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An Experimental Study on Mechanism of Self-ignition of High-pressure Hydrogen


In the present study, the self-ignition of high-pressure hydrogen released in atmospheric air through a diaphragm is visualized under various test conditions. The experimental results indicate that the hydrogen that jets through the rupturing diaphragm is mixed with the heated air near the tube wall. The self-ignition event originated from this mixing. The self-ignition was strongly dependent on the strength of an incident shock wave generated at the diaphragm rupture. As a result, a cylindrical flame that formed after the self-ignition shows a tendency to become longer as it propagates in the downstream direction. The head velocities of the hydrogen-air mixture and the cylindrical flame are consistent with that of a contact surface calculated from the measured shock speed. A modified self-ignition mechanism is proposed based on the experimental observations.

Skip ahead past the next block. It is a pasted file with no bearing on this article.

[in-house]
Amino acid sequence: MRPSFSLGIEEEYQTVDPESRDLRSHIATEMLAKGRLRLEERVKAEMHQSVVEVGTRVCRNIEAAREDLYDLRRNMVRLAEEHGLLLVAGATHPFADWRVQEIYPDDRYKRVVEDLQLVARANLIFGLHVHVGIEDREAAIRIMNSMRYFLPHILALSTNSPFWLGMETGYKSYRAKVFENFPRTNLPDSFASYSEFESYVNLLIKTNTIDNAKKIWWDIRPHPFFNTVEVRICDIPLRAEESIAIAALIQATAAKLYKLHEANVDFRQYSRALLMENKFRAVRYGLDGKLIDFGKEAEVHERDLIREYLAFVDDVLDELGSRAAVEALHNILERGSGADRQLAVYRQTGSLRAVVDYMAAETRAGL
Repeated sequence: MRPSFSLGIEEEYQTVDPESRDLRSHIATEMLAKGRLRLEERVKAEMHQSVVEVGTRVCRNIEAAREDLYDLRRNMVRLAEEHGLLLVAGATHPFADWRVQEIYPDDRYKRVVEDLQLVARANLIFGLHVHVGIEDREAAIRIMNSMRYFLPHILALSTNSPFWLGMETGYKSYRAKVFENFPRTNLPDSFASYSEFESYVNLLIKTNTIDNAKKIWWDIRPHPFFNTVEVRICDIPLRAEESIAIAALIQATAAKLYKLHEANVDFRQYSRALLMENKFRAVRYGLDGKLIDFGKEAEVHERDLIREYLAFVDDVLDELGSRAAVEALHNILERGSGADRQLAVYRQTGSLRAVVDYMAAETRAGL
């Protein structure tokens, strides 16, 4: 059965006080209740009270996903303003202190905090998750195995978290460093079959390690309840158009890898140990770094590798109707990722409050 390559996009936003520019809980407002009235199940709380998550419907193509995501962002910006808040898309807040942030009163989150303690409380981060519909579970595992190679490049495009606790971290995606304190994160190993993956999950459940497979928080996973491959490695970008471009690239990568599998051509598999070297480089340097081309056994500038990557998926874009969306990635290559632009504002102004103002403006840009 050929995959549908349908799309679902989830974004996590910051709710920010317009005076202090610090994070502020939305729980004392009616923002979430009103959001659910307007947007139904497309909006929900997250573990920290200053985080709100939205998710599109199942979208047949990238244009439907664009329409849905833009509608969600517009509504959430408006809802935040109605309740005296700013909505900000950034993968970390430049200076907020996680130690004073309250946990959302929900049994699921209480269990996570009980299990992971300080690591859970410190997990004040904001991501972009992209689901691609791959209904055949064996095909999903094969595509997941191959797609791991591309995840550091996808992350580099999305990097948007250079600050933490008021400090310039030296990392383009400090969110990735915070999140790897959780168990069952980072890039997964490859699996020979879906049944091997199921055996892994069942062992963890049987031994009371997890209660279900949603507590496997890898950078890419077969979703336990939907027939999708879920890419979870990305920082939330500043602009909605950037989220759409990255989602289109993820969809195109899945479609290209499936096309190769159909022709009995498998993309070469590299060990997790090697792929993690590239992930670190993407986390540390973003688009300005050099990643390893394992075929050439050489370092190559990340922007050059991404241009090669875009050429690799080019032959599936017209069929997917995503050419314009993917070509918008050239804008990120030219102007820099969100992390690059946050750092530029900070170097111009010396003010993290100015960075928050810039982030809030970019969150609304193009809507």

Related subjects: Safety
Countries: Japan

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